With the new year comes the opportunity to reflect, dream, and plan for the new ministry ahead. Maybe it is just me, but January 1 always leads me to think more deeply about ministry successes and failures, both philosophical and practical, from previous years. This time around, a question keeps coming to the forefront for me: What is the foundation I’m building my ministry around?
Of course, we know that the answer to that question should be Jesus. But as I continued to reflect on that question, it helped me to analyze my core ministry philosophy. What is truly functioning as my ministry foundation? The answers for what it should be came easy, but after more time and introspection came an honest evaluation of the path I’ve taken throughout my ministry journey.
As a life-long people pleaser, I couldn’t ignore my tendency to build ministry around producing good people. It could be good students in a college ministry setting or good class members in a young adult situation or good fill-in-the-blank for whatever ministry setting you find yourself. Let’s be clear, the Bible teaches that good fruit and changed lives will be the result of genuine conversion and true discipleship. Those things are good, but they are not the goal. There is often an unfortunate twist in my ministry approach that makes behavior the goal rather than the pursuit of Jesus. I think it is a well-intentioned mistake. The line of reasoning goes something like “if a life transformed by Christ will result in actions x, y, and z then let’s just make my ministry emphasis producing activity x, y, and z.” Not a bad outcome, BUT we have to be careful not to leave out the One who can actually produce that kind of change in someone’s life.
I can’t manipulate the kind of transformation in people’s lives that will move them from death to life, from good fruit to bad fruit, or from self-centered to self-sacrificing. That kind of true, internal life-change can only result from the work of the Holy Spirit in consistently encountering Jesus.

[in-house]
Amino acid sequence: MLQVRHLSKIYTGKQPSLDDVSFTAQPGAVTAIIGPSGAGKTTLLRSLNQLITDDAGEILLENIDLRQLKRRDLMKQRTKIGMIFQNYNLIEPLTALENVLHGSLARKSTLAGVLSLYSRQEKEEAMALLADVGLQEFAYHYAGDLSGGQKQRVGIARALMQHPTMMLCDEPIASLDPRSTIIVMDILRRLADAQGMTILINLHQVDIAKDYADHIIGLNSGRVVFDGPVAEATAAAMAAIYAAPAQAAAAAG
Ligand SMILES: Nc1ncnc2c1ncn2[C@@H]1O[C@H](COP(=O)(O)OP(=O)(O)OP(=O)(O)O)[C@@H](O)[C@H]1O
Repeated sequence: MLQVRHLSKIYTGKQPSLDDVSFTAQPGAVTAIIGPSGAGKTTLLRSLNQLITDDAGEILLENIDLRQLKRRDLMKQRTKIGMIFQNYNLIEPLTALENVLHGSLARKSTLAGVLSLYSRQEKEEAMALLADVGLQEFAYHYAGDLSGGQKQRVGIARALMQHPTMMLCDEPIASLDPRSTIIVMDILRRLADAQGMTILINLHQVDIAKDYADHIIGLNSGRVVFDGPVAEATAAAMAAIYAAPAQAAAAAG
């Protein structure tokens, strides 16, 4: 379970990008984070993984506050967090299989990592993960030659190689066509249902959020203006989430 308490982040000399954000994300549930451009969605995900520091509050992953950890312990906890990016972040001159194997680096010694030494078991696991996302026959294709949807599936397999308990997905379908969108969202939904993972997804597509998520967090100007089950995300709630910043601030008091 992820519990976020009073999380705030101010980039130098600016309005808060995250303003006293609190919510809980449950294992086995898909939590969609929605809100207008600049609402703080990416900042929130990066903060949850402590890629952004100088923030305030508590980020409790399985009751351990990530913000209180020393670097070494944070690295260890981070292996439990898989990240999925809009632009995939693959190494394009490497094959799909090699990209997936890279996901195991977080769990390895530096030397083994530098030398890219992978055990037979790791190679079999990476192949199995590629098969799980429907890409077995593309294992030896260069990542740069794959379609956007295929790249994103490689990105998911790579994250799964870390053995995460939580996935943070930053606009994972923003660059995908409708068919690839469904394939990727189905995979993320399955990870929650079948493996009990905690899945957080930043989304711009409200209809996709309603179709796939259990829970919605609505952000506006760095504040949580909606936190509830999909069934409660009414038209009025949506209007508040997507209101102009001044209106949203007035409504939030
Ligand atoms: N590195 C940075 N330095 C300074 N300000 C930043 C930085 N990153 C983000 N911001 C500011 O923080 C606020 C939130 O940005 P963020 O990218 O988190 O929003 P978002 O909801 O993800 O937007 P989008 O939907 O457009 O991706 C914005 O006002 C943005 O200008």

So, as I’ve thought about that “foundation” question, four words continually come to mind, “Jesus in my place.” It is the heart of the gospel and it is the true power that transforms college students, young adults, and anyone else. That is the foundation that I want to build ministry around. That is the truth that I want to drive every conversation and event and Bible study. That alone is the truth that continually reminds me of my state without Christ, fills me with gratitude, and challenges me to see everyone I encounter as Jesus Himself would. That is the truth that changes everything.
I’m not saying we need to stop paying attention to the number of students serving in missions or attending Bible study or serving as leaders. But I am encouraging each of us to take a moment as we move into the new year to remember it is the truth of the gospel that fuels us as ministers and should be the very foundation of all that we do. I know it’s a reminder that I need (more often than every January 1), so I pray you’ll join me in that practice of ministry reflection as we enter the new year wanting to point people to the living, transforming Christ.
Bill Noe is the Collegiate Ministry Specialist at Lifeway Christian Resources. A former campus minister (and current collegiate ministry volunteer at church), Bill loves being a part of seeing college students grow in their walk with the Lord. Connect with Bill on Twitter.